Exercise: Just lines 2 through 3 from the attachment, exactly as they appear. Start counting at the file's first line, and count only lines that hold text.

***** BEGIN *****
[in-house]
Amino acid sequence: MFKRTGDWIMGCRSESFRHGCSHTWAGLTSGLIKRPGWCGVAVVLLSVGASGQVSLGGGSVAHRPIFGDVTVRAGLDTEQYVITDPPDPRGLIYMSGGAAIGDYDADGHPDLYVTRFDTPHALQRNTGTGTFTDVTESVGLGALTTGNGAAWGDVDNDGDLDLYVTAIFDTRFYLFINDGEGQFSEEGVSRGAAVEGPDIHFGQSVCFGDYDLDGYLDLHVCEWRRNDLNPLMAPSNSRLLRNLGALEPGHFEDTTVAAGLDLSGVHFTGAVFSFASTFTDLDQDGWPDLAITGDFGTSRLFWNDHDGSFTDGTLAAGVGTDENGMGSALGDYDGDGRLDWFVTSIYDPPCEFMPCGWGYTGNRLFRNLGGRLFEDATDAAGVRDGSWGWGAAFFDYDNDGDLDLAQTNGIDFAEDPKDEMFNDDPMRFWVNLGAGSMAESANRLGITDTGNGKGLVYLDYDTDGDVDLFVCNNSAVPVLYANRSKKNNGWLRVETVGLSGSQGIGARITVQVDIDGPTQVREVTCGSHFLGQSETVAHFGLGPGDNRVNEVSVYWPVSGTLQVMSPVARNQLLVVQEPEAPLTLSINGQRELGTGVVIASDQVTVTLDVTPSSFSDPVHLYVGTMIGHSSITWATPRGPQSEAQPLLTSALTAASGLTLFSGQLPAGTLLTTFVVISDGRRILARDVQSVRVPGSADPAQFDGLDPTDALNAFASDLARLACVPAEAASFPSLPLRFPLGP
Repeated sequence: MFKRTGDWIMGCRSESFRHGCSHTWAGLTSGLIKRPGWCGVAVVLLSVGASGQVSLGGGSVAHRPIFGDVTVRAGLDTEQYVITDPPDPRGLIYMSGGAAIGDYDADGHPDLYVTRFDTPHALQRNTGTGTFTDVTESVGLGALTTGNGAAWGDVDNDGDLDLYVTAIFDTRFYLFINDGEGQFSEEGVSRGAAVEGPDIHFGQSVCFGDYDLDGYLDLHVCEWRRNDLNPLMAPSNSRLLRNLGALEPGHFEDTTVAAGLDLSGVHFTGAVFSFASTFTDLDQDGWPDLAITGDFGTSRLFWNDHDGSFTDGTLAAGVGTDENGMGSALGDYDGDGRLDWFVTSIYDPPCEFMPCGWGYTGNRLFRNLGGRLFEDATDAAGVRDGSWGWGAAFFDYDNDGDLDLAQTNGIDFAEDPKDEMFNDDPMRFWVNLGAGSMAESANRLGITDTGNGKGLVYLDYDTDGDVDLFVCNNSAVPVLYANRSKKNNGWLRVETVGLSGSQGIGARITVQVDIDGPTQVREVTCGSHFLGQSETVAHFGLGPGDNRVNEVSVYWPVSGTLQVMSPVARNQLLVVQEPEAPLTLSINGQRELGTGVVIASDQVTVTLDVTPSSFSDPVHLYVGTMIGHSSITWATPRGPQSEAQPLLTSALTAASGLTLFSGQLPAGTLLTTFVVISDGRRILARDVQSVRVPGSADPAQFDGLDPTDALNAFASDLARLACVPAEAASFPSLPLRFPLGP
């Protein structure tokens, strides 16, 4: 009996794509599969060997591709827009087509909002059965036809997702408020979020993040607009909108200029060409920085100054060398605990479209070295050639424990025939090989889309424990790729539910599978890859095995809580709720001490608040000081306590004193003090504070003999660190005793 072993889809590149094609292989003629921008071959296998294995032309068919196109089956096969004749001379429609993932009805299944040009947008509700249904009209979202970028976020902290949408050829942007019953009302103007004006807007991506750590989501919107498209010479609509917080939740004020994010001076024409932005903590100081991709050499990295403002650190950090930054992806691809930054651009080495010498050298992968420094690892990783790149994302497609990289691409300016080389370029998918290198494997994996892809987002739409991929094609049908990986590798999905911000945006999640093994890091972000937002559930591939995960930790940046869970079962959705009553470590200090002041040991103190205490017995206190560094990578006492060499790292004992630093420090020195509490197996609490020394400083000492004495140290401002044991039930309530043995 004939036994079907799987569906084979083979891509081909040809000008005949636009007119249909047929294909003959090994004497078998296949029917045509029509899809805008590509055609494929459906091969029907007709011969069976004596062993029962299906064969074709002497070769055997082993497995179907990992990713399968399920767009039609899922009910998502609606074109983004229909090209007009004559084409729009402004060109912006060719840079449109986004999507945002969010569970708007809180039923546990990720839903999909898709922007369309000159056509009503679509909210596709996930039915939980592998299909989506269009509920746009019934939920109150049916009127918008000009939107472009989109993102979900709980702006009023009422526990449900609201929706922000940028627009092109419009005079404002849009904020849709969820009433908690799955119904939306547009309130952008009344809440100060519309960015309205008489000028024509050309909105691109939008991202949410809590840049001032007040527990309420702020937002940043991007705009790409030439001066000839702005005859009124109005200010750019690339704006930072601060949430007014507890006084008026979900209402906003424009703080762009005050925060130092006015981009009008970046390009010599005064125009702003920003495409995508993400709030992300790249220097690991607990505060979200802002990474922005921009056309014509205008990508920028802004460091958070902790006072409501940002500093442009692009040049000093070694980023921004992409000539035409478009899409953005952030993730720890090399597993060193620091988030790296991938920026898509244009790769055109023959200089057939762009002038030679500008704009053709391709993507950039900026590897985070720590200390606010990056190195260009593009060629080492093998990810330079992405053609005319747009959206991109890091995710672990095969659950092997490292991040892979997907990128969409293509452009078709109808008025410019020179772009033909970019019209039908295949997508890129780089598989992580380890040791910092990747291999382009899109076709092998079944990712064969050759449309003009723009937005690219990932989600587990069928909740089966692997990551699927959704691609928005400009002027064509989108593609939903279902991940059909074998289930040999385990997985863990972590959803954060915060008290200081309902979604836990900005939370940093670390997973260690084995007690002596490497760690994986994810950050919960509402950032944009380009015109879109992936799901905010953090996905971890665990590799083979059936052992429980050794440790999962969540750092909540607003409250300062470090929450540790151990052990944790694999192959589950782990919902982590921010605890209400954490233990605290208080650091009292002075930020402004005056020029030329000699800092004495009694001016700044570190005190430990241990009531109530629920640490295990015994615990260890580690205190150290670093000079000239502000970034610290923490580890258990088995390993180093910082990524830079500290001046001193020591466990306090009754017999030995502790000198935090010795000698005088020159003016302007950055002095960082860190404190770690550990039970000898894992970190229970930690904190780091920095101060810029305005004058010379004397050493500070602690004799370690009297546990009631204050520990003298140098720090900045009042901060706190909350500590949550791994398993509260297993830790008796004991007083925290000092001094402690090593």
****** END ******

Amino acid sequence: MFKRTGDWIMGCRSESFRHGCSHTWAGLTSGLIKRPGWCGVAVVLLSVGASGQVSLGGGSVAHRPIFGDVTVRAGLDTEQYVITDPPDPRGLIYMSGGAAIGDYDADGHPDLYVTRFDTPHALQRNTGTGTFTDVTESVGLGALTTGNGAAWGDVDNDGDLDLYVTAIFDTRFYLFINDGEGQFSEEGVSRGAAVEGPDIHFGQSVCFGDYDLDGYLDLHVCEWRRNDLNPLMAPSNSRLLRNLGALEPGHFEDTTVAAGLDLSGVHFTGAVFSFASTFTDLDQDGWPDLAITGDFGTSRLFWNDHDGSFTDGTLAAGVGTDENGMGSALGDYDGDGRLDWFVTSIYDPPCEFMPCGWGYTGNRLFRNLGGRLFEDATDAAGVRDGSWGWGAAFFDYDNDGDLDLAQTNGIDFAEDPKDEMFNDDPMRFWVNLGAGSMAESANRLGITDTGNGKGLVYLDYDTDGDVDLFVCNNSAVPVLYANRSKKNNGWLRVETVGLSGSQGIGARITVQVDIDGPTQVREVTCGSHFLGQSETVAHFGLGPGDNRVNEVSVYWPVSGTLQVMSPVARNQLLVVQEPEAPLTLSINGQRELGTGVVIASDQVTVTLDVTPSSFSDPVHLYVGTMIGHSSITWATPRGPQSEAQPLLTSALTAASGLTLFSGQLPAGTLLTTFVVISDGRRILARDVQSVRVPGSADPAQFDGLDPTDALNAFASDLARLACVPAEAASFPSLPLRFPLGP
Repeated sequence: MFKRTGDWIMGCRSESFRHGCSHTWAGLTSGLIKRPGWCGVAVVLLSVGASGQVSLGGGSVAHRPIFGDVTVRAGLDTEQYVITDPPDPRGLIYMSGGAAIGDYDADGHPDLYVTRFDTPHALQRNTGTGTFTDVTESVGLGALTTGNGAAWGDVDNDGDLDLYVTAIFDTRFYLFINDGEGQFSEEGVSRGAAVEGPDIHFGQSVCFGDYDLDGYLDLHVCEWRRNDLNPLMAPSNSRLLRNLGALEPGHFEDTTVAAGLDLSGVHFTGAVFSFASTFTDLDQDGWPDLAITGDFGTSRLFWNDHDGSFTDGTLAAGVGTDENGMGSALGDYDGDGRLDWFVTSIYDPPCEFMPCGWGYTGNRLFRNLGGRLFEDATDAAGVRDGSWGWGAAFFDYDNDGDLDLAQTNGIDFAEDPKDEMFNDDPMRFWVNLGAGSMAESANRLGITDTGNGKGLVYLDYDTDGDVDLFVCNNSAVPVLYANRSKKNNGWLRVETVGLSGSQGIGARITVQVDIDGPTQVREVTCGSHFLGQSETVAHFGLGPGDNRVNEVSVYWPVSGTLQVMSPVARNQLLVVQEPEAPLTLSINGQRELGTGVVIASDQVTVTLDVTPSSFSDPVHLYVGTMIGHSSITWATPRGPQSEAQPLLTSALTAASGLTLFSGQLPAGTLLTTFVVISDGRRILARDVQSVRVPGSADPAQFDGLDPTDALNAFASDLARLACVPAEAASFPSLPLRFPLGP